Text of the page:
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Thread: Will Sound Ports Become Standard?

  1. #1
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    Default Will Sound Ports Become Standard?

    More and more ukes are being made with sound ports. I wonder if people will come to expect to see them on all ukes. Given the choice, I'd buy the uke with the port. I'll have to check and see how many of mine have that feature. It seems that Cocobolo has standardized on them.
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  2. #2
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    No...........
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  3. #3
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    Default

    I think a sound port is viewed as a "high end" feature so I doubt that it will become a standard.
    Money can't buy happiness but it can buy a uke which is basically the same thing.

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  4. #4
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    Default

    They're nice, I like them a lot, but they're not essential. They do add cost to the build, so I don't think you're going to see many on entry-level instruments. If done cheaply and haphazardly, they could compromise the structure and lead to future problems. I just looked at the high-end ($2000+) ukes on HMS, and only a small percentage have sound ports, and none of the Hawaiian "K" brands seem to have them at all. I don't think performing professionals need them, as they're normally plugged in and hearing themselves through monitors. It's us serious amateurs that seem to be the target market for sound ports.
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  5. #5
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    It's a fad. They may just disappear or be replaced with multiple small holes in the sides that look like Swiss cheese or some other fad.

  6. #6
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    Well since I mostly play for myself I do like them. When I ordered one of the new all-carbon Klos ukes many months (!) ago they offered a sound port on the lower bout, but relented when I insisted that I wanted one, but only on the upper bout. We'll see how it turns out if it ever arrives. If I were ordering a replacement for my Farallon I would get one.
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  7. #7
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    When sound energy is directed upwards to the player, then that amount is missing from the forward direction (so projection to the audience will be lessened).
    Therefore, I don't think it'll become a standard feature because it is going to be viewed as a compromise.
    Also, the sound from the side portal may give the player a much different tonal characteristic than the audience because of the location (and some might view this as a compromise).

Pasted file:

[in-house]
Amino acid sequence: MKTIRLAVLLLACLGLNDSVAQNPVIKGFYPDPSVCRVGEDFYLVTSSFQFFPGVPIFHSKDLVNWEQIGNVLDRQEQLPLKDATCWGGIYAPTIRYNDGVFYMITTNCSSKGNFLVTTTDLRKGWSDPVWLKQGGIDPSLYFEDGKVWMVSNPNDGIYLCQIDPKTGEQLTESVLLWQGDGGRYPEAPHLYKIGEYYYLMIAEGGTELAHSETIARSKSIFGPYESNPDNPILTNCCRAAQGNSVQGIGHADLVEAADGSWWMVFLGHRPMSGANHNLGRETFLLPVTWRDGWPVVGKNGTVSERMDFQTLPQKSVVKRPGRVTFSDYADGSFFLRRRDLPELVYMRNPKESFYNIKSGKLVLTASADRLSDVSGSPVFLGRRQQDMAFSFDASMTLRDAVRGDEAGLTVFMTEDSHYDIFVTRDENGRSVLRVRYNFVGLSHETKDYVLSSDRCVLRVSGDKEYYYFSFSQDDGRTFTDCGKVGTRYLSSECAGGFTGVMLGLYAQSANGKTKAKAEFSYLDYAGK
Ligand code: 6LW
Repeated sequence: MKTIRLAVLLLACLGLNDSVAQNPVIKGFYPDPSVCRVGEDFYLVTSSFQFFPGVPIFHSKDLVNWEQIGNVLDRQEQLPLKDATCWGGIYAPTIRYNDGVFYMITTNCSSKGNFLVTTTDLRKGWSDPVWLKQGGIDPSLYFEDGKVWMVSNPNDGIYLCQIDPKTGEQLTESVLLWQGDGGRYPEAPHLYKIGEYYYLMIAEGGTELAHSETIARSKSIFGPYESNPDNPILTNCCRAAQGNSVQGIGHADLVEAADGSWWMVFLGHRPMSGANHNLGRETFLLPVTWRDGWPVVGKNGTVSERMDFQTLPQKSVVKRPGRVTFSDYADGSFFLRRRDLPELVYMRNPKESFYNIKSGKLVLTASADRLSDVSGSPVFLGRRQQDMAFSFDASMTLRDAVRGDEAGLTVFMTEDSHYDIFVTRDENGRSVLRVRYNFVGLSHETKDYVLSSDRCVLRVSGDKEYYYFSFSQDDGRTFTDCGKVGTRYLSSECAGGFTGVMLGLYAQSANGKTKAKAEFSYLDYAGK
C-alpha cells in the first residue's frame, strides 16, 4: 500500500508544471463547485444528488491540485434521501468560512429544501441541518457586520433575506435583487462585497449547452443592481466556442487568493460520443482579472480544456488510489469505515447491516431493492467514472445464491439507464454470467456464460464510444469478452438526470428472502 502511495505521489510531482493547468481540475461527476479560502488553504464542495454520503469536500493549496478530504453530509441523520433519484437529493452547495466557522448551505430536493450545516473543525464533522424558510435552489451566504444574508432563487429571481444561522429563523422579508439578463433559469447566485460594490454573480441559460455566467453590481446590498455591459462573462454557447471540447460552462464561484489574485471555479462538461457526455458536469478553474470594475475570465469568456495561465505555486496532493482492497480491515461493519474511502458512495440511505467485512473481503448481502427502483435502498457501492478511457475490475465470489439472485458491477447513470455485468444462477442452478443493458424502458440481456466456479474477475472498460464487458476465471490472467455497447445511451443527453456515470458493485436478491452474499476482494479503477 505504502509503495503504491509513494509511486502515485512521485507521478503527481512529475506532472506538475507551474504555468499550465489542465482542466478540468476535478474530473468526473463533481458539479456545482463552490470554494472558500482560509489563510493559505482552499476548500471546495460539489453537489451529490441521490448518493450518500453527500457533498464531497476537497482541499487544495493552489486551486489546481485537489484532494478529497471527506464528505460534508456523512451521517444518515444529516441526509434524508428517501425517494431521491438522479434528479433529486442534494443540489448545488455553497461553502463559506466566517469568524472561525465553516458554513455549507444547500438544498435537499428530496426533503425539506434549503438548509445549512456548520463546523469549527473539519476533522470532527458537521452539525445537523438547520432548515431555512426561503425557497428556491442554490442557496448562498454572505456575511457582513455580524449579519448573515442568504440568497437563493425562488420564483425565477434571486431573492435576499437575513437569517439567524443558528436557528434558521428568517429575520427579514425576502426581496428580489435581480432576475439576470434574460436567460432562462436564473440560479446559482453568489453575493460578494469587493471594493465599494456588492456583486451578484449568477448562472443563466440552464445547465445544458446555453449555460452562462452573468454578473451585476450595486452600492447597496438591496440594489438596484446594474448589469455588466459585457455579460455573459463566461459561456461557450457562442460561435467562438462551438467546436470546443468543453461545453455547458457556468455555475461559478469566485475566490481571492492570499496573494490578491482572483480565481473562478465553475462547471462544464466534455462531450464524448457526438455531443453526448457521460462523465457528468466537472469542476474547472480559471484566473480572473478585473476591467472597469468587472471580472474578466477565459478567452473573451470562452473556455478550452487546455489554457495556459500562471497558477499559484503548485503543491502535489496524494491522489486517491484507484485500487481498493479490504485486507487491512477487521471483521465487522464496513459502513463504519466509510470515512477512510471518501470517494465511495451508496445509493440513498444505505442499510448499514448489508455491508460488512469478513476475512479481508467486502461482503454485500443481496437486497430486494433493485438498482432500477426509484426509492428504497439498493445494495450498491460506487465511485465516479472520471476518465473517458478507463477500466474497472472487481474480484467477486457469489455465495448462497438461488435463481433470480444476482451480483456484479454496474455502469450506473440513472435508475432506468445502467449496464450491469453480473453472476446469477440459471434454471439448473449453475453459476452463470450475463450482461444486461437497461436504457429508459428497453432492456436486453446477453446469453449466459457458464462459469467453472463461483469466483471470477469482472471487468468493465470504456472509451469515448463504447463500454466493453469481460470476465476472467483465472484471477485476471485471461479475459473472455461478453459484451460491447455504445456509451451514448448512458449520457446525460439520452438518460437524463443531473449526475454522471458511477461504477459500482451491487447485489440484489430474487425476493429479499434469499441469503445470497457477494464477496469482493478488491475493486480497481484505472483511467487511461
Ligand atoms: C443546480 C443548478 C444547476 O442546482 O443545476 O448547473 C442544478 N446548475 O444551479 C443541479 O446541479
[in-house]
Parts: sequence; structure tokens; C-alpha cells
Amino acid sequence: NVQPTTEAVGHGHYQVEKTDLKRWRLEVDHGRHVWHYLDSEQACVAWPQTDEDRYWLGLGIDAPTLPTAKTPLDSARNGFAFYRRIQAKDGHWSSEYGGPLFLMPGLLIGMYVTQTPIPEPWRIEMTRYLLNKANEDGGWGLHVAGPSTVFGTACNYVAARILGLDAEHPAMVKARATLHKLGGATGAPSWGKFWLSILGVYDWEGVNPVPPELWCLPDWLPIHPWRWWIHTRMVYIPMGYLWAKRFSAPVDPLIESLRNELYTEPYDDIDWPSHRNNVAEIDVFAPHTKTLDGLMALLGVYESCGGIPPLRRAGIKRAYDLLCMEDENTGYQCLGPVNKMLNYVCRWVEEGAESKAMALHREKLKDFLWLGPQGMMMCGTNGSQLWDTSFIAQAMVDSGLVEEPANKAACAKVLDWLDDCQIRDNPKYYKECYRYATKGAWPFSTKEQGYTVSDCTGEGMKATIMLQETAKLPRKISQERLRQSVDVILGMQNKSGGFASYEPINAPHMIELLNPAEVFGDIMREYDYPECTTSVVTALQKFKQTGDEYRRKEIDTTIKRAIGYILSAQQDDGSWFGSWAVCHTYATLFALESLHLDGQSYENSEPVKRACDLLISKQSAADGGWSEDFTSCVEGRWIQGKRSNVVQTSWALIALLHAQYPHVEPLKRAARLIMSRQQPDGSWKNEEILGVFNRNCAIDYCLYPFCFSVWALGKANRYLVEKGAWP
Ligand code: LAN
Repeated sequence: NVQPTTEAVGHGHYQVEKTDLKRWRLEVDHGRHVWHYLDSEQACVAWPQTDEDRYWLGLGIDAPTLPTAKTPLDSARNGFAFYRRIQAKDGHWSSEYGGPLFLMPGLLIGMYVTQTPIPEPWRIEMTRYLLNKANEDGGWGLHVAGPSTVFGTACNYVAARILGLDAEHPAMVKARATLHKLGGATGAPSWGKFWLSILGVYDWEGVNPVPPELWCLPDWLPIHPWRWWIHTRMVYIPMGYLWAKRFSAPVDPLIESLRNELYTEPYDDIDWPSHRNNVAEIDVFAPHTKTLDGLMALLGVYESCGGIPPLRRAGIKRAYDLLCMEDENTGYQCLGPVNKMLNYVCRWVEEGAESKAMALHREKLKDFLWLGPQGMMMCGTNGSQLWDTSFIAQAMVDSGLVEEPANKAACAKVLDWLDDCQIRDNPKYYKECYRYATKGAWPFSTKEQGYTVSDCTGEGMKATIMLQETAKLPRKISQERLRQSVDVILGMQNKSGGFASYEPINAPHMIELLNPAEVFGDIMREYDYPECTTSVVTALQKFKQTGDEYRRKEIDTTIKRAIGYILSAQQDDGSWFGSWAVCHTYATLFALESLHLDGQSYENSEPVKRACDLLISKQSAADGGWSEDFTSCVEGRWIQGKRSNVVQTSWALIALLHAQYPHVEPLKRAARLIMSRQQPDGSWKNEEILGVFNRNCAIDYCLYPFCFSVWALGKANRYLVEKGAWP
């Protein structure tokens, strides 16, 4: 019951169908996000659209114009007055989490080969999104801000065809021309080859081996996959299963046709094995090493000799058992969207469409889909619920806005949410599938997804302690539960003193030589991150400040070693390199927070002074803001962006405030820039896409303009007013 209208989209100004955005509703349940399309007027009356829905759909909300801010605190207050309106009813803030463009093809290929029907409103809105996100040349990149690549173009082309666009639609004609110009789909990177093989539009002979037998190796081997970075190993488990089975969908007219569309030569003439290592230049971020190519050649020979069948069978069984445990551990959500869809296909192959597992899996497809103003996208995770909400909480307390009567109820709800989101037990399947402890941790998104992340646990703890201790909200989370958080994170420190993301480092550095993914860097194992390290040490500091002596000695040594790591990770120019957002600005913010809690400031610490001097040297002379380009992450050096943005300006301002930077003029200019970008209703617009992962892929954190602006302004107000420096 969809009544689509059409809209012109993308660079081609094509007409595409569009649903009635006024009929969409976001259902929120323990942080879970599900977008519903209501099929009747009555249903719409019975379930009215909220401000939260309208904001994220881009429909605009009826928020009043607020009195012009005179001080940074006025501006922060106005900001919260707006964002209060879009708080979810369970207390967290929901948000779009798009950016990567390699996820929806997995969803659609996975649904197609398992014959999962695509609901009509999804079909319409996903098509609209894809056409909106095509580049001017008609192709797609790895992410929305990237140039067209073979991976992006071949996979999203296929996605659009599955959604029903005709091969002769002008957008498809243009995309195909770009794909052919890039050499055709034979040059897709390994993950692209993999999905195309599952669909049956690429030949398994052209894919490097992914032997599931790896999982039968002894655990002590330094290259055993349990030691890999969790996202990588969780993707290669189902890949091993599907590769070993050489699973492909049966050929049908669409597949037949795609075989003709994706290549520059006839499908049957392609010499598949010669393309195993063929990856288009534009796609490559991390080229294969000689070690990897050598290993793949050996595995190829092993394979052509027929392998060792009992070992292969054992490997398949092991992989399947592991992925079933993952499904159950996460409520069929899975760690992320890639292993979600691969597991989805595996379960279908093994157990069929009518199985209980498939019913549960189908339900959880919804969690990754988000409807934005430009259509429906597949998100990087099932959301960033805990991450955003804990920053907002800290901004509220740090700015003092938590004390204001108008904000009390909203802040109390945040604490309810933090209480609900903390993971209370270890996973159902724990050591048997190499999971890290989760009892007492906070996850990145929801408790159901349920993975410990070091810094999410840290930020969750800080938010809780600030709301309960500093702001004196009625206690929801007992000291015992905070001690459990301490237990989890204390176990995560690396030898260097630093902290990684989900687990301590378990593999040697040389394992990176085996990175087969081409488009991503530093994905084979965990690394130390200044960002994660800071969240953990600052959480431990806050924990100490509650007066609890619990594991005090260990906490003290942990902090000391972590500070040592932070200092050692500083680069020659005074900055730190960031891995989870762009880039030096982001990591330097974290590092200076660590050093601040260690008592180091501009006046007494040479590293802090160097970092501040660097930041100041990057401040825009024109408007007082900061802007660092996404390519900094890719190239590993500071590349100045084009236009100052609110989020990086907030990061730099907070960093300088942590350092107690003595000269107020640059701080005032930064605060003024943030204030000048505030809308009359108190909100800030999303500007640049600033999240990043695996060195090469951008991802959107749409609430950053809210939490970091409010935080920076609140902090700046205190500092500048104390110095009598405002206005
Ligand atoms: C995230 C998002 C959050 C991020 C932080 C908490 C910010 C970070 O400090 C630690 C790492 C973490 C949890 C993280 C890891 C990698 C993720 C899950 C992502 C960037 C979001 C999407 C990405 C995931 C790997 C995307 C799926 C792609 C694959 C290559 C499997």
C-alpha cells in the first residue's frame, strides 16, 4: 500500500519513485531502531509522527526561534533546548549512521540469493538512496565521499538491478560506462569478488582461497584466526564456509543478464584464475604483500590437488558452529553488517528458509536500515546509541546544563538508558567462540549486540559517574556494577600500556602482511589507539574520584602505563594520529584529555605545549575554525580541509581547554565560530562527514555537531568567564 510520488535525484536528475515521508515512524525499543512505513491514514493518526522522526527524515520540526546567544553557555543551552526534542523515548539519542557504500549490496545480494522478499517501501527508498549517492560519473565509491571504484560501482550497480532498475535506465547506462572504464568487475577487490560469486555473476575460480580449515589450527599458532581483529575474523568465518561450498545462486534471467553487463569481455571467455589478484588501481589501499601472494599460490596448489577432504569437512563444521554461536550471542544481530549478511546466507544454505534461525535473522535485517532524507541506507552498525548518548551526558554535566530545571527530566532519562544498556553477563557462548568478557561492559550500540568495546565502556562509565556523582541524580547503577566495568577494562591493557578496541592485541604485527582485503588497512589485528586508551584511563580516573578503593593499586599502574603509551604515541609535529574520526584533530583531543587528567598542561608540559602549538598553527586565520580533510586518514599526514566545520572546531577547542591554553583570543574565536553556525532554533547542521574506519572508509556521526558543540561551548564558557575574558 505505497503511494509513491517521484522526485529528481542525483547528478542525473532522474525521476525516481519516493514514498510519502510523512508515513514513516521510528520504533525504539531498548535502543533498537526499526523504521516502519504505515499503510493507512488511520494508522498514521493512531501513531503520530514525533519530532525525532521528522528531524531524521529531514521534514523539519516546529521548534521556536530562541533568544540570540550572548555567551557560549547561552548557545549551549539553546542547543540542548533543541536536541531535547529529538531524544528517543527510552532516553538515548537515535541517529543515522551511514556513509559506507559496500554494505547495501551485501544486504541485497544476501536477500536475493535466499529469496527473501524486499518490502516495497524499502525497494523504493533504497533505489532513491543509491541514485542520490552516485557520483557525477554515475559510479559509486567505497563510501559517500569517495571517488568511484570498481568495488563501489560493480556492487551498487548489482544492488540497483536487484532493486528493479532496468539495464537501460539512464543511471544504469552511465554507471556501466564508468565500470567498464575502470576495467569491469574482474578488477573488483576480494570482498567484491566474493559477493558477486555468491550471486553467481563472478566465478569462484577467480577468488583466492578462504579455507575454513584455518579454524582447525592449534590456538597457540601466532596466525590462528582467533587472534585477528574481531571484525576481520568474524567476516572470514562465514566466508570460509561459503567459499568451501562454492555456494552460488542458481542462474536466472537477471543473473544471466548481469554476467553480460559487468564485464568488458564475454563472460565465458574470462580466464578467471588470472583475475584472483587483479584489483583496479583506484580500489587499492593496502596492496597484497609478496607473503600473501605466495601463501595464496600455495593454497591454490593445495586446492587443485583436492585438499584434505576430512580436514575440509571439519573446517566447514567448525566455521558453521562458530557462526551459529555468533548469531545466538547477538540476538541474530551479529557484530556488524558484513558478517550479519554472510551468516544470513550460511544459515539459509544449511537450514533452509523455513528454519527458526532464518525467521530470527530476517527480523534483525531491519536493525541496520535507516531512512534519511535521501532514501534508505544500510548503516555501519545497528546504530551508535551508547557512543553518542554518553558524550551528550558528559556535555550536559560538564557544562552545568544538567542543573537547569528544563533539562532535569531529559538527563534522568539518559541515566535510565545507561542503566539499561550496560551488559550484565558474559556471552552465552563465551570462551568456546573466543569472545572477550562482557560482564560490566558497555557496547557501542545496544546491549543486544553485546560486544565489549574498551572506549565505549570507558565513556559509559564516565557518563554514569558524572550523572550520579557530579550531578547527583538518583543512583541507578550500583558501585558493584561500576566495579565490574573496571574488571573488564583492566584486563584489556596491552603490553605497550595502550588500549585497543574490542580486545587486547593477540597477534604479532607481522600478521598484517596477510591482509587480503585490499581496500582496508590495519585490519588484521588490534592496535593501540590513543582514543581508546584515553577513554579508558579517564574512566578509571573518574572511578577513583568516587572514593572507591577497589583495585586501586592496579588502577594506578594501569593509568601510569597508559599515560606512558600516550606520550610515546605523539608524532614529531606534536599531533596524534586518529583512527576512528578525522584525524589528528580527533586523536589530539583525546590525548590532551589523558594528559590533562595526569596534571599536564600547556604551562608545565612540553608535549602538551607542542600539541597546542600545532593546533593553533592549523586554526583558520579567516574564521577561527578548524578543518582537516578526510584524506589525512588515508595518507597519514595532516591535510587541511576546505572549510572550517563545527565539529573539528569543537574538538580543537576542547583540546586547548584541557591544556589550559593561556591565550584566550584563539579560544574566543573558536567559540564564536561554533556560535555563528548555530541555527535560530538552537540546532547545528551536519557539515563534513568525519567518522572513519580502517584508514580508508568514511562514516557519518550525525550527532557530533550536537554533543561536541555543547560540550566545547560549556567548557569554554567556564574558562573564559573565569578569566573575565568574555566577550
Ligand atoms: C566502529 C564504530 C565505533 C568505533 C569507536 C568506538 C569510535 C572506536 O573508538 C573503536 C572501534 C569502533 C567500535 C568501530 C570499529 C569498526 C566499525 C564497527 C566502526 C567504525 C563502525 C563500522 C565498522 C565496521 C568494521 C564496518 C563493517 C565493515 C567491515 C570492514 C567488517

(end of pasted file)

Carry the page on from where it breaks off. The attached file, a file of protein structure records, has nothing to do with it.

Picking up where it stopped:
If the side portals include plugs, then most of the compromising issues are resolved, except for the extra parts, extra weight, and possible changes to the structural integrity/tone (although a properly engineered structure with holes can be stronger than one without, so maybe a benefit is a stronger frame).

    An interesting benefit of the side holes, if big enough, is that they can provide extra gripping spots for the ukulele during transport, assuming a strong overall frame.

  8. #8
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    Jul 2019
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    The uke makers who make a model with and without sound port should be able to answer how much, if any, loss of sound/energy/amplitude someone in front of the player would notice. Like besley, I mostly play for myself, but I'm still curious about this.

  9. #9
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    It is just an ornament. Instruments don't need any sound holes. If violins and mandolins didn't have the F-holes, the music wouldn't be trapped inside. So like all other ornament it will undoubtably have some ebb and flow in terms of popularity. I personally hope they don't catch on to the point of becoming a default part of the uke because as someone who always plays with a strap, I find the side hole to be uncomfortably near the place I rest my arm atop the instrument. Also I suppose I don't prefer to look down and see an open emptiness where there should be some pretty wood. Lastly, I can imagine things falling into the hole.

  10. #10
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    Quote Originally Posted by clear View Post
    When sound energy is directed upwards to the player, then that amount is missing from the forward direction (so projection to the audience will be lessened).
    Therefore, I don't think it'll become a standard feature because it is going to be viewed as a compromise.
    Also, the sound from the side portal may give the player a much different tonal characteristic than the audience because of the location (and some might view this as a compromise).

    If the side portals include plugs, then most of the compromising issues are resolved, except for the extra parts, extra weight, and possible changes to the structural integrity/tone (although a properly engineered structure with holes can be stronger than one without, so maybe a benefit is a stronger frame).

    An interesting benefit of the side holes, if big enough, is that they can provide extra gripping spots for the ukulele during transport, assuming a strong overall frame.
    Good summary. Another aspect is that this additional opening will collect dust and other debris into the instrument which may not be liked by everyone.

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